09-22-2003, 02:25 PM
Join Date: Oct 2001
Rep Power: 50
<h2><font color=#003399>Selfishness vs. Selflessness</font></h2>
WASHINGTON, D.C. -- This past week marked the second commemoration of the worst terrorist attacks in American history, and was characterized by both painful and poignant moments.
At Ground Zero, children solemnly read the 2,792 names of those who were murdered.
In Washington, President George W. Bush presided over a silent memorial service on the South Lawn, while Defense Secretary Don Rumsfeld went to Arlington National Cemetery to pay tribute to the 184 military and civilian employees killed at the Pentagon.
In Pennsylvania, 44 crew and passengers of Flight 93 were remembered as heroes for bringing down their plane and saving the lives of potentially thousands of other Americans.
As memorials were observed at home, overseas U.S. troops continued to "carry the fight to the enemy," as President Bush said in his address to the nation.
The president reiterated what he told Congress and the country just nine days after those horrific attacks -- that the war against terrorism will be fought over a long period of time on many fronts.
Winning it will require many resources so Americans don't return to a "false comfort in a dangerous world."
But some members of Congress seem to have different ideas.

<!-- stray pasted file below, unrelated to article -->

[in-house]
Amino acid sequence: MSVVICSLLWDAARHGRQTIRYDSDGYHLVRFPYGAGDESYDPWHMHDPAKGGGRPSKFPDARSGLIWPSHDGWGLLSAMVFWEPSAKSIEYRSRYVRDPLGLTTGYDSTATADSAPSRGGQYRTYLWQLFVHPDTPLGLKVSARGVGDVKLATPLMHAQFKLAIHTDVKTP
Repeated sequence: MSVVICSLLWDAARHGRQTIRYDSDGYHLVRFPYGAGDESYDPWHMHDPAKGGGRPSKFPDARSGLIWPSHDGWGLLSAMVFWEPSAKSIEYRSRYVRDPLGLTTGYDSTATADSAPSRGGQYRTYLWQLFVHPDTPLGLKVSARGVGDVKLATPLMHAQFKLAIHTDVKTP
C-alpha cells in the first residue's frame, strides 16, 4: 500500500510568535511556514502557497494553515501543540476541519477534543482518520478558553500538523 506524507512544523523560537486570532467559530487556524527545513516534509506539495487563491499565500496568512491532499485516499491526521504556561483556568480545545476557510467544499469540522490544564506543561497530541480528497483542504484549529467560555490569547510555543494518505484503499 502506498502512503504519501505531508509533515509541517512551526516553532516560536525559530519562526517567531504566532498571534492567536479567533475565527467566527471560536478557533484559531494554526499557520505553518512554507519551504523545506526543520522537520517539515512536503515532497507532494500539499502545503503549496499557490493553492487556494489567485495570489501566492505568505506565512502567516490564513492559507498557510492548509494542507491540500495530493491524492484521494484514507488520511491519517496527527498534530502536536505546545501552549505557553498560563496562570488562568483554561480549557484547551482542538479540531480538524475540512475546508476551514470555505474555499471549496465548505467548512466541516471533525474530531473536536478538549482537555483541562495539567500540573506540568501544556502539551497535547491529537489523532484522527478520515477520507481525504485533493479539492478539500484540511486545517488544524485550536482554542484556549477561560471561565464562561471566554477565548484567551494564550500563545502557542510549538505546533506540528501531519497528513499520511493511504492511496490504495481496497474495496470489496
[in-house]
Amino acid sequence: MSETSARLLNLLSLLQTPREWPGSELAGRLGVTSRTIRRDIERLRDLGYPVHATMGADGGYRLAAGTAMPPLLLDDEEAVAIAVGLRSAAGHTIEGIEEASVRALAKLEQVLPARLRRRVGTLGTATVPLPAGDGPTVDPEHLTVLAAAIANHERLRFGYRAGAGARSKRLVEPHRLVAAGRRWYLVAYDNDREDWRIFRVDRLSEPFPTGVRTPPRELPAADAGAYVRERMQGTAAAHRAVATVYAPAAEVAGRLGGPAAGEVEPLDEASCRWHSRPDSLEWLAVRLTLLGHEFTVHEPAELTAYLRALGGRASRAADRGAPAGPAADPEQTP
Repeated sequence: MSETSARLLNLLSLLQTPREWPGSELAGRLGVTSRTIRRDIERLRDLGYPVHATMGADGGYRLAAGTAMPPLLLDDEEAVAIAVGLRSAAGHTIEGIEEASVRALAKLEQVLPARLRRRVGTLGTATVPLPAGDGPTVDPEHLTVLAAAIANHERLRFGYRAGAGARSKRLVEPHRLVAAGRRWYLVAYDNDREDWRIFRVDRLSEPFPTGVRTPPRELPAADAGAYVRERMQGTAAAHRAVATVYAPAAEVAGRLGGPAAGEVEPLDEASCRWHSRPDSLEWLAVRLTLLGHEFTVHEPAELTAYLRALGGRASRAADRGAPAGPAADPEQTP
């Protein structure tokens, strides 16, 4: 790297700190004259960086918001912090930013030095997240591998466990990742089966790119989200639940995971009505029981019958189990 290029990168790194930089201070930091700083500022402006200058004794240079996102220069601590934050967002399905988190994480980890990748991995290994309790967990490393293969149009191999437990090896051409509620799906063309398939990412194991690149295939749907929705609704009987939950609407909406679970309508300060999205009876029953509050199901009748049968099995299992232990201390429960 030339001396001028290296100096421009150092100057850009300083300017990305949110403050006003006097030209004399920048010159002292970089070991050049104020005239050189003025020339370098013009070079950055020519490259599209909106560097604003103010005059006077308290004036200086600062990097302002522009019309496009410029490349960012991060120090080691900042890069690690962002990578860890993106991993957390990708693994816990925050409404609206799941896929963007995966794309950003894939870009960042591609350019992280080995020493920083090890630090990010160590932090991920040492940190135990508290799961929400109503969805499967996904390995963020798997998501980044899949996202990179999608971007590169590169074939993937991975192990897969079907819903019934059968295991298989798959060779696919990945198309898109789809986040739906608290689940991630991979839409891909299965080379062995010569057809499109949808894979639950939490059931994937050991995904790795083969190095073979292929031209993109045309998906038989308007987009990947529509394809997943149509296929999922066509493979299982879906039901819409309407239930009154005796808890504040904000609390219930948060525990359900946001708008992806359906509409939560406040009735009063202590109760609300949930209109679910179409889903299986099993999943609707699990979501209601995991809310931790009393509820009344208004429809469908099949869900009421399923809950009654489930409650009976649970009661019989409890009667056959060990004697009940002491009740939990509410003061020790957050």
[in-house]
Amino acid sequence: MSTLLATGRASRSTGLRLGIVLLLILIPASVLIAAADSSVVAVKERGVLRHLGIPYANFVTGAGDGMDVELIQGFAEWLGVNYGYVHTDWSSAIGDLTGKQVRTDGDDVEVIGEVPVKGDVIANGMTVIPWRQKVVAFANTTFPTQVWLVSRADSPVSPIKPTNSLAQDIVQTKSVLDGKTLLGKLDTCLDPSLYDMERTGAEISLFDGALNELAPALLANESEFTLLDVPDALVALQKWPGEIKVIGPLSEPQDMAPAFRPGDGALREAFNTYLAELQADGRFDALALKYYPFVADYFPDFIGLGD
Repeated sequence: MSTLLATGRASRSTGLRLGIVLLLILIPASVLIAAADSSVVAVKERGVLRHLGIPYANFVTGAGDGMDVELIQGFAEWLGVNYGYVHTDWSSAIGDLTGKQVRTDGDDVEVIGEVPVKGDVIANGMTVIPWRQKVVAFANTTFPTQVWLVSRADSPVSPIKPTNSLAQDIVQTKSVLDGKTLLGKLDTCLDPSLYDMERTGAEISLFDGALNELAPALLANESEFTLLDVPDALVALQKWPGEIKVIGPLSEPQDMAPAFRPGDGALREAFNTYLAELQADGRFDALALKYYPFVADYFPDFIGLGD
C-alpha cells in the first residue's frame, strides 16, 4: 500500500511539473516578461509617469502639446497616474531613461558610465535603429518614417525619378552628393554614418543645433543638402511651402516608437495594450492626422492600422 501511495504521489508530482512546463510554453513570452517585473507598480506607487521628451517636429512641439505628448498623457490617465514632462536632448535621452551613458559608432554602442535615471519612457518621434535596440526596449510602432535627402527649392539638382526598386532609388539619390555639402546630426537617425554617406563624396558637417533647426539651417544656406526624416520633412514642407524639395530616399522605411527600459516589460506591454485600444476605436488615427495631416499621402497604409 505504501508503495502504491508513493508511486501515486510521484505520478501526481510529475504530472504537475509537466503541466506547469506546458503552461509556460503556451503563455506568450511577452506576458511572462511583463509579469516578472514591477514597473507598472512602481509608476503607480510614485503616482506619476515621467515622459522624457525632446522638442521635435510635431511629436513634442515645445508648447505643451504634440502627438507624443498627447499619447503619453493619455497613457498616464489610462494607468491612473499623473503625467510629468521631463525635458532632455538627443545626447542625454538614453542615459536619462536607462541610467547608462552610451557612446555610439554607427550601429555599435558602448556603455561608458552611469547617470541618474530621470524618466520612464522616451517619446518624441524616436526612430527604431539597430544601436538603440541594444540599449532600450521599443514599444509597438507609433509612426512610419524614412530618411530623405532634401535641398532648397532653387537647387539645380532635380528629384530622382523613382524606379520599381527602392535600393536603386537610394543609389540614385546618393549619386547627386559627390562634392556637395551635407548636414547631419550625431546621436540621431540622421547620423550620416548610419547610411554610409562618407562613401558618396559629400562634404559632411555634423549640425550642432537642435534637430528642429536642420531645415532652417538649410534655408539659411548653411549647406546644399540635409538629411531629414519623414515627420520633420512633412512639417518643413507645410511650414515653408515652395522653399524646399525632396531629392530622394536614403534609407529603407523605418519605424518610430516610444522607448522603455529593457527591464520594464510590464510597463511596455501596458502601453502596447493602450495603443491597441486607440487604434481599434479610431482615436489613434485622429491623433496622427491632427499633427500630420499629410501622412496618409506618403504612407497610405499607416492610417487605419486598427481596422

Byrd, the ranking member on the Senate Appropriations Committee and the King of Pork, has never met a tax dollar he didn't want to spend -- especially if it was for a road or building bearing his name in West Virginia.
Yet Byrd, who has used public money to put his name on more buildings than Ronald McDonald, says that when it comes to protecting our national security, he refuses to "simply rubber stamp" the president's request.
John Breaux, a moderate Democrat, was even more blunt about his desire to spend money on what will help him get re-elected.
Teddy Kennedy suggested that instead of spending the money to root out terrorists who want to kill Americans, it should be used to train teachers who can't teach and for a universal health care system that's already been rejected by the American people.
Rep. Rahm Emanuel is demanding that for every dollar spent on efforts in Iraq and Afghanistan, an equal amount be spent on domestic projects.
Kennedy is reportedly ready to cut off all funding for the wars in Iraq and Afghanistan if he doesn't get what he wants from the administration.
Calls to bring home the troops, cut off funds and hand things over to the United Nations are selfish demands of historic proportions.
Nor will we forget the sacrifices of hundreds of rescue workers, like 34-year old firefighter Stephen Siller who, on the morning of Sept. 11, had just completed an overnight shift and was driving to his home on Staten Island when he learned of the attack.
Ignoring danger in an attempt to save lives, Siller perished on Sept. 11, 2001 in the first battle of the war on terrorism, but his family refuses to let his memory die.
While thousands of New Yorkers are running to commemorate the memory of Siller, some members of Congress will still be threatening to cut funding or reduce our commitment to defeating the terrorists in Iraq and Afghanistan.
Full Article <font color="red"><u>Here</u></font>